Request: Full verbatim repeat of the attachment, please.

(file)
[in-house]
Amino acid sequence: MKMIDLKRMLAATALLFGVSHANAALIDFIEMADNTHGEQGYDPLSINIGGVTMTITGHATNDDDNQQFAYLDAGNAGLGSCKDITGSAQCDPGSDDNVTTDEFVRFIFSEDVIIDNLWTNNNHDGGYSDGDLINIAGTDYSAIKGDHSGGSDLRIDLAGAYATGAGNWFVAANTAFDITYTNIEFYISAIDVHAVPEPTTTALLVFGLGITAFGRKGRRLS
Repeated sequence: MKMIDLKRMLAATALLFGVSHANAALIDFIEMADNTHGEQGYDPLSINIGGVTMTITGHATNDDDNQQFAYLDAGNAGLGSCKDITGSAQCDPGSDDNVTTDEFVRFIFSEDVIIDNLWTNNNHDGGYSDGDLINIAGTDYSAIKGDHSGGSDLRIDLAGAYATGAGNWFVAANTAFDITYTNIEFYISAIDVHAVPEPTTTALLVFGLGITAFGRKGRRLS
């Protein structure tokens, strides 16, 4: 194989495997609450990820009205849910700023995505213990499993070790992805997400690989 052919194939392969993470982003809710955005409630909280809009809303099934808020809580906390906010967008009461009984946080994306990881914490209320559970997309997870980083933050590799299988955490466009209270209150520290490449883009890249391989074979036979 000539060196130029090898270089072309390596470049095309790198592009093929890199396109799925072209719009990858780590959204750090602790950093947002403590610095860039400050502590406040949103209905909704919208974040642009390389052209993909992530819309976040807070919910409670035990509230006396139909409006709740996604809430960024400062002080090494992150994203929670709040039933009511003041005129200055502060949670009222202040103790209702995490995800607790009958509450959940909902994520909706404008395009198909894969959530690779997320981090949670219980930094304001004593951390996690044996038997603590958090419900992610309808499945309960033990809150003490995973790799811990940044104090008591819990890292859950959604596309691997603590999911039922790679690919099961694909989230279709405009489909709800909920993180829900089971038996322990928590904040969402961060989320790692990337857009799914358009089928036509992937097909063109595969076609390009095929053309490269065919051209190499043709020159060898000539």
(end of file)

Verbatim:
[in-house]
Amino acid sequence: MKMIDLKRMLAATALLFGVSHANAALIDFIEMADNTHGEQGYDPLSINIGGVTMTITGHATNDDDNQQFAYLDAGNAGLGSCKDITGSAQCDPGSDDNVTTDEFVRFIFSEDVIIDNLWTNNNHDGGYSDGDLINIAGTDYSAIKGDHSGGSDLRIDLAGAYATGAGNWFVAANTAFDITYTNIEFYISAIDVHAVPEPTTTALLVFGLGITAFGRKGRRLS
Repeated sequence: MKMIDLKRMLAATALLFGVSHANAALIDFIEMADNTHGEQGYDPLSINIGGVTMTITGHATNDDDNQQFAYLDAGNAGLGSCKDITGSAQCDPGSDDNVTTDEFVRFIFSEDVIIDNLWTNNNHDGGYSDGDLINIAGTDYSAIKGDHSGGSDLRIDLAGAYATGAGNWFVAANTAFDITYTNIEFYISAIDVHAVPEPTTTALLVFGLGITAFGRKGRRLS
């Protein structure tokens, strides 16, 4: 194989495997609450990820009205849910700023995505213990499993070790992805997400690989 052919194939392969993470982003809710955005409630909280809009809303099934808020809580906390906010967008009461009984946080994306990881914490209320559970997309997870980083933050590799299988955490466009209270209150520290490449883009890249391989074979036979 000539060196130029090898270089072309390596470049095309790198592009093929890199396109799925072209719009990858780590959204750090602790950093947002403590610095860039400050502590406040949103209905909704919208974040642009390389052209993909992530819309976040807070919910409670035990509230006396139909409006709740996604809430960024400062002080090494992150994203929670709040039933009511003041005129200055502060949670009222202040103790209702995490995800607790009958509450959940909902994520909706404008395009198909894969959530690779997320981090949670219980930094304001004593951390996690044996038997603590958090419900992610309808499945309960033990809150003490995973790799811990940044104090008591819990890292859950959604596309691997603590999911039922790679690919099961694909989230279709405009489909709800909920993180829900089971038996322990928590904040969402961060989320790692990337857009799914358009089928036509992937097909063109595969076609390009095929053309490269065919051209190499043709020159060898000539």